But of course if they had reproduced earlier they would have been irresponsible and should have waited until they were financially secure, had a long term partner, were more mature etc. Seriously you cannot win – I have no idea when the perfect time to reproduce is, somehow I missed the magical moment when the stars align and the universe is in harmony or something. Not that it would have mattered even if I had noticed it – still took me 12 rounds of IVF to conceive once. I didn’t intend to be a geriatric primagravidae, my body just doesn’t conceive without a truckload of interventions, or get to late enough for the baby to go to NICU without interventions either apparently. (I find it blackly amusing that breastfeeding was relatively easy – it’s apparently the one pregnancy/infant related function that my body has no issues with. Yay?) Who knows, maybe that moment of universal harmony was the one time I could have had a (much cheaper) natural conception, a term pregnancy and a totally natural birth. I bet I was asleep for it…

      • space_upstairs

        Or you could have been richer, fitter, and eaten an organic gluten-free low carb diet and treated every illness you ever got with homeopathy and acupuncture. 😉

        • Ozlsn

          Kale. I’m sure it was lack of kale. Hate the stuff…

  • RudyTooty

    “The bottom line is that America is NOT blaming women for their own deaths.”

    It’s hard to distill “America” to a single entity or voice.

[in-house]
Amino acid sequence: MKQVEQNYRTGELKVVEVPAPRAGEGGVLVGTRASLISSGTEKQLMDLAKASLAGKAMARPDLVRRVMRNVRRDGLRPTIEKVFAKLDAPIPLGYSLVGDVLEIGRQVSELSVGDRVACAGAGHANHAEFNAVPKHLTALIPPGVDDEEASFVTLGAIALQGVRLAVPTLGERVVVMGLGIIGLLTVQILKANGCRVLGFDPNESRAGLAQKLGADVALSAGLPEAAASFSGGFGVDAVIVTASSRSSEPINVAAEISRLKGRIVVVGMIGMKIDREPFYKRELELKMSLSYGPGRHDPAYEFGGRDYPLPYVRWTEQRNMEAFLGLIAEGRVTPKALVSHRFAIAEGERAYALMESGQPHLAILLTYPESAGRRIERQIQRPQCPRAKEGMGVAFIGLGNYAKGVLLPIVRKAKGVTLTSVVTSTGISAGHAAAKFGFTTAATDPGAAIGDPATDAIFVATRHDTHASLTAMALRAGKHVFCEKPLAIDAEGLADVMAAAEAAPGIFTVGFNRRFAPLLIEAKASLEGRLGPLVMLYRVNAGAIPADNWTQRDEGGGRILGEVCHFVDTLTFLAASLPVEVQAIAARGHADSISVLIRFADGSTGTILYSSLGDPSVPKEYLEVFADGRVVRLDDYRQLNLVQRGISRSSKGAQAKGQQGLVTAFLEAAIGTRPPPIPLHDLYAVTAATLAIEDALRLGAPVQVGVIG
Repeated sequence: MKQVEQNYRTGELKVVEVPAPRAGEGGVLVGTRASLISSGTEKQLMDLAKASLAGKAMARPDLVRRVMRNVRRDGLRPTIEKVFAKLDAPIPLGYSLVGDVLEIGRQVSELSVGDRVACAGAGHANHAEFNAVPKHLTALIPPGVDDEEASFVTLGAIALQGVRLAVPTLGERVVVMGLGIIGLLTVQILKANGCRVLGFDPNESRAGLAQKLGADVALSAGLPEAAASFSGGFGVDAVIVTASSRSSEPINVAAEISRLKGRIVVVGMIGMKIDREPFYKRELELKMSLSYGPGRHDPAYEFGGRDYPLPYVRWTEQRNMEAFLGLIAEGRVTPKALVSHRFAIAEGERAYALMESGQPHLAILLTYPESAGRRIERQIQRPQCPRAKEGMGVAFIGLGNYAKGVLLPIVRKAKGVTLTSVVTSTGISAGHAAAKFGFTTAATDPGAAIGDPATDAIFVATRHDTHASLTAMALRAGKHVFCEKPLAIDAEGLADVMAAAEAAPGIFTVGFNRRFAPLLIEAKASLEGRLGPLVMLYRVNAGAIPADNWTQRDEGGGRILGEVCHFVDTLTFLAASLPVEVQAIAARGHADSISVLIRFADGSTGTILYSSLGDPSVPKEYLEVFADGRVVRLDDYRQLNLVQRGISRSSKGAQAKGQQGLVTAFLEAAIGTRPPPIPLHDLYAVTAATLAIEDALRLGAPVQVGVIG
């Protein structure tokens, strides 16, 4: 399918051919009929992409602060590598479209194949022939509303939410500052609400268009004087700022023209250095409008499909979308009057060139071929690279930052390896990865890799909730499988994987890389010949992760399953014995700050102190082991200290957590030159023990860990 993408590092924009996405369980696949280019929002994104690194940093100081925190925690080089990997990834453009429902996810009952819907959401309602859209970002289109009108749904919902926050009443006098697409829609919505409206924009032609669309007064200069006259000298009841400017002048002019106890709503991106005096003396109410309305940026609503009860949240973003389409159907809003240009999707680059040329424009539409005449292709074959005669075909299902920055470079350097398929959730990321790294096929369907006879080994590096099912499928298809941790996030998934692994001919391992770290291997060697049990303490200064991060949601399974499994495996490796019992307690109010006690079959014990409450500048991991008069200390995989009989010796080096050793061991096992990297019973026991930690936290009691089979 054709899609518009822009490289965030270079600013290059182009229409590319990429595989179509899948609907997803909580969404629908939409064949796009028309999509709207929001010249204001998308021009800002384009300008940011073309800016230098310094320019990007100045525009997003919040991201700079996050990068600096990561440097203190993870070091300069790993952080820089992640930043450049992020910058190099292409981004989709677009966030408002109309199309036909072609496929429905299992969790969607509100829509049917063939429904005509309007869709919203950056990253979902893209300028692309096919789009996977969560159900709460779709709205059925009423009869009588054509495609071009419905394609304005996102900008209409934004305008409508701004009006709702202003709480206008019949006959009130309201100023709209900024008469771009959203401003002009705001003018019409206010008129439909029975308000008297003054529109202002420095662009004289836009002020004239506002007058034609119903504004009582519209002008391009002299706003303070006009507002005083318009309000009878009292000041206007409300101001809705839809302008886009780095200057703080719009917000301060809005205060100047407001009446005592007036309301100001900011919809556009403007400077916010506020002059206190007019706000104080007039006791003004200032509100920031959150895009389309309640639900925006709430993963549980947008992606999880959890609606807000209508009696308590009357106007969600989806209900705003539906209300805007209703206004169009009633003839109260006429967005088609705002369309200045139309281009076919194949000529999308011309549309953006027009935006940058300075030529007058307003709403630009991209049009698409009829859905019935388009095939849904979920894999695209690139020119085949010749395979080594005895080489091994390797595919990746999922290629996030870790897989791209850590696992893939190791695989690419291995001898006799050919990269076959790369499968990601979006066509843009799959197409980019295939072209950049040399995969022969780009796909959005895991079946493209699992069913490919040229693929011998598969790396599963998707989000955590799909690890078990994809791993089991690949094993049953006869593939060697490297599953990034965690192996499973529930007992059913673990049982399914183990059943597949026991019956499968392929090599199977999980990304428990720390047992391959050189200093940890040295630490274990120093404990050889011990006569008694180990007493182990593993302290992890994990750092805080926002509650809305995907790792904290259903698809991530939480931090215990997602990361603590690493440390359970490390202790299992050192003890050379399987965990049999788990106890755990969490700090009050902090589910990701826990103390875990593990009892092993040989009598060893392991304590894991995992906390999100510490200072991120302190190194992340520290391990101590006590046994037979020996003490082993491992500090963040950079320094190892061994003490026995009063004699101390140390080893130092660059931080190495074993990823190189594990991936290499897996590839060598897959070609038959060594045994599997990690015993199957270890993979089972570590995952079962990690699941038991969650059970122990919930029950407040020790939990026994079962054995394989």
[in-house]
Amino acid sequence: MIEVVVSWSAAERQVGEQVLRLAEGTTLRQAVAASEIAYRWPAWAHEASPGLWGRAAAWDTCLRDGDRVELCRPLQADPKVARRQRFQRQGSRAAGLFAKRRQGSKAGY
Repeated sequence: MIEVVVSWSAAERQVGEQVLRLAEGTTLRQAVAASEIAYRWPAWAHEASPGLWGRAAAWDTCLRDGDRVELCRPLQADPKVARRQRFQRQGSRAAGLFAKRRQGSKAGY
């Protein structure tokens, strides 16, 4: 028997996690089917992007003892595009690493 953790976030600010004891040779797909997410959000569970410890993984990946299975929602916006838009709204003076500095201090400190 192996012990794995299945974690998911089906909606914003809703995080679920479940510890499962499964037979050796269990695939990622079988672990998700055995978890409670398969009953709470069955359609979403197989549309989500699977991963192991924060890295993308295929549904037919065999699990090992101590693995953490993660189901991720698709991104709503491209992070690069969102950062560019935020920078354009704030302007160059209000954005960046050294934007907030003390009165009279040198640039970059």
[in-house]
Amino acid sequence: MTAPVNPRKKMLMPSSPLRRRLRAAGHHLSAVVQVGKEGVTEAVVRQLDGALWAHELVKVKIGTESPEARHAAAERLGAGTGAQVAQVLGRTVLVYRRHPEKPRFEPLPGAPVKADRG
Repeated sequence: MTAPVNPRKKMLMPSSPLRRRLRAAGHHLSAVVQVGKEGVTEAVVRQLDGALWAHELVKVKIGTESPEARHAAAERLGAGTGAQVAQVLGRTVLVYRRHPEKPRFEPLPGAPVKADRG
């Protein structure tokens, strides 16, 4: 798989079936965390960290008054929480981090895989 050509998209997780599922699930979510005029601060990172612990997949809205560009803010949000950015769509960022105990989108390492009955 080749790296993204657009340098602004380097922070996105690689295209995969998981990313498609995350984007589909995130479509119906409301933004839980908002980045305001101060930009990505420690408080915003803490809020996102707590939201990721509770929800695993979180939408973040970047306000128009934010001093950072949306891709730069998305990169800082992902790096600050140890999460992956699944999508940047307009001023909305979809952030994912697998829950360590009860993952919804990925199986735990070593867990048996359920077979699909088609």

You’ve written this entire post without using the word “racism” – which is a social problem that “America” has – not America singularly – but collectively – and some individual Americans have this racist problem more virulently than others.

    There *are* racist individuals – who work in healthcare – at all levels of healthcare – who blame pregnant women for their poor pregnancy outcomes and/or deaths. “They don’t come to prenatal care on schedule.” “They just use the emergency room as a walk-in clinic.” “She’s having her fifth baby in the fifth consecutive year with the fifth different baby-daddy.” “Why do **these people** expect US to just take care of them?”

    These attitudes contribute to and uphold a racist structure that allows African American women, and non-white women to die at higher rates within our American healthcare system. These attitudes are promulgated by white people (mostly) and they largely go unchallenged. The white frame of reference is seen as inherently objective and superior to the frame of reference of non-white people.

    I’d like to encourage you to listen to how healthcare workers talk about patients. Or listen to women of color tell you what the experience is like receiving health care in this system. They will tell you they’re being blamed, because they are on the receiving end of this injustice.

    You don’t need any more evidence that they’re dying at higher rates – because we have that data.

    But one thing I don’t hear directly from POC is that they’re dying because they’re just sicker. And genetically/ethnically somehow more predisposed to dying in pregnancy and childbirth.

    THIS I AGREE WITH:
    “women are dying from LACK of high tech interventions not too many interventions.”

    Though we must ask the question – why is there the lack of high interventions for our highest risk populations in the first place?

    • Amy Tuteur, MD

      Subtle racism is also a problem and Brooks’ piece is an example. Brooks exploits the tragedies of black women to make points that have little if anything to do with those women. Moreover, she assumes that black women’s death could be prevented by giving them what white women want.

      • RudyTooty